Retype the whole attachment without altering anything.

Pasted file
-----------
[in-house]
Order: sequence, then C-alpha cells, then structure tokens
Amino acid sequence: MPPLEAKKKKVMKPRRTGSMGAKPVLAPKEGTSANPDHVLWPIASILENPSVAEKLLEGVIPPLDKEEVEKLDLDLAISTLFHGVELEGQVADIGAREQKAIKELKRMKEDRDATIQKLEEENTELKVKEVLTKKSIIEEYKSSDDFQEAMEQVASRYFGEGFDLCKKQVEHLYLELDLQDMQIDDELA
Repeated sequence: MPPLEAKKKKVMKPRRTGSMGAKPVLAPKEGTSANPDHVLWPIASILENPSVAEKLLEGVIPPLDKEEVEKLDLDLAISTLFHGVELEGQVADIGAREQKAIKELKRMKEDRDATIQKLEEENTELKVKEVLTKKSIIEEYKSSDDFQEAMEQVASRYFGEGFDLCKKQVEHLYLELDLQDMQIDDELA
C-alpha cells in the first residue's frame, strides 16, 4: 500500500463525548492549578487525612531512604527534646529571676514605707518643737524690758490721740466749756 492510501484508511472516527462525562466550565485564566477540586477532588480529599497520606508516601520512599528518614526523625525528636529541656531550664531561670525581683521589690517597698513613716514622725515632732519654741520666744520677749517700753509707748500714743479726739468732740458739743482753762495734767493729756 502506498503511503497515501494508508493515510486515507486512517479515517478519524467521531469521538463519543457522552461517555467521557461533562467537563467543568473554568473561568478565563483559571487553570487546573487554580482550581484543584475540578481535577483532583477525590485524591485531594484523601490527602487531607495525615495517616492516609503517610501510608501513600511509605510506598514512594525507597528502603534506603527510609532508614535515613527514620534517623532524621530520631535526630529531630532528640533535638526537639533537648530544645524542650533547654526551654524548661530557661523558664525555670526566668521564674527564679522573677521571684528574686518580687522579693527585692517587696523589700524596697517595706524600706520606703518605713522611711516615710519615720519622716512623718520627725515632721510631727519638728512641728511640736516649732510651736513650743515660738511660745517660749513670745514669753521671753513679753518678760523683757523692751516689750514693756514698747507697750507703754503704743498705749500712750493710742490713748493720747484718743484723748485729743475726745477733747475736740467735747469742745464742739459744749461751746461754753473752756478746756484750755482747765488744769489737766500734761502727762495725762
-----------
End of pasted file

[in-house]
Order: sequence, then C-alpha cells, then structure tokens
Amino acid sequence: MPPLEAKKKKVMKPRRTGSMGAKPVLAPKEGTSANPDHVLWPIASILENPSVAEKLLEGVIPPLDKEEVEKLDLDLAISTLFHGVELEGQVADIGAREQKAIKELKRMKEDRDATIQKLEEENTELKVKEVLTKKSIIEEYKSSDDFQEAMEQVASRYFGEGFDLCKKQVEHLYLELDLQDMQIDDELA
Repeated sequence: MPPLEAKKKKVMKPRRTGSMGAKPVLAPKEGTSANPDHVLWPIASILENPSVAEKLLEGVIPPLDKEEVEKLDLDLAISTLFHGVELEGQVADIGAREQKAIKELKRMKEDRDATIQKLEEENTELKVKEVLTKKSIIEEYKSSDDFQEAMEQVASRYFGEGFDLCKKQVEHLYLELDLQDMQIDDELA
C-alpha cells in the first residue's frame, strides 16, 4: 500500500463525548492549578487525612531512604527534646529571676514605707518643737524690758490721740466749756 492510501484508511472516527462525562466550565485564566477540586477532588480529599497520606508516601520512599528518614526523625525528636529541656531550664531561670525581683521589690517597698513613716514622725515632732519654741520666744520677749517700753509707748500714743479726739468732740458739743482753762495734767493729756 502506498503511503497515501494508508493515510486515507486512517479515517478519524467521531469521538463519543457522552461517555467521557461533562467537563467543568473554568473561568478565563483559571487553570487546573487554580482550581484543584475540578481535577483532583477525590485524591485531594484523601490527602487531607495525615495517616492516609503517610501510608501513600511509605510506598514512594525507597528502603534506603527510609532508614535515613527514620534517623532524621530520631535526630529531630532528640533535638526537639533537648530544645524542650533547654526551654524548661530557661523558664525555670526566668521564674527564679522573677521571684528574686518580687522579693527585692517587696523589700524596697517595706524600706520606703518605713522611711516615710519615720519622716512623718520627725515632721510631727519638728512641728511640736516649732510651736513650743515660738511660745517660749513670745514669753521671753513679753518678760523683757523692751516689750514693756514698747507697750507703754503704743498705749500712750493710742490713748493720747484718743484723748485729743475726745477733747475736740467735747469742745464742739459744749461751746461754753473752756478746756484750755482747765488744769489737766500734761502727762495725762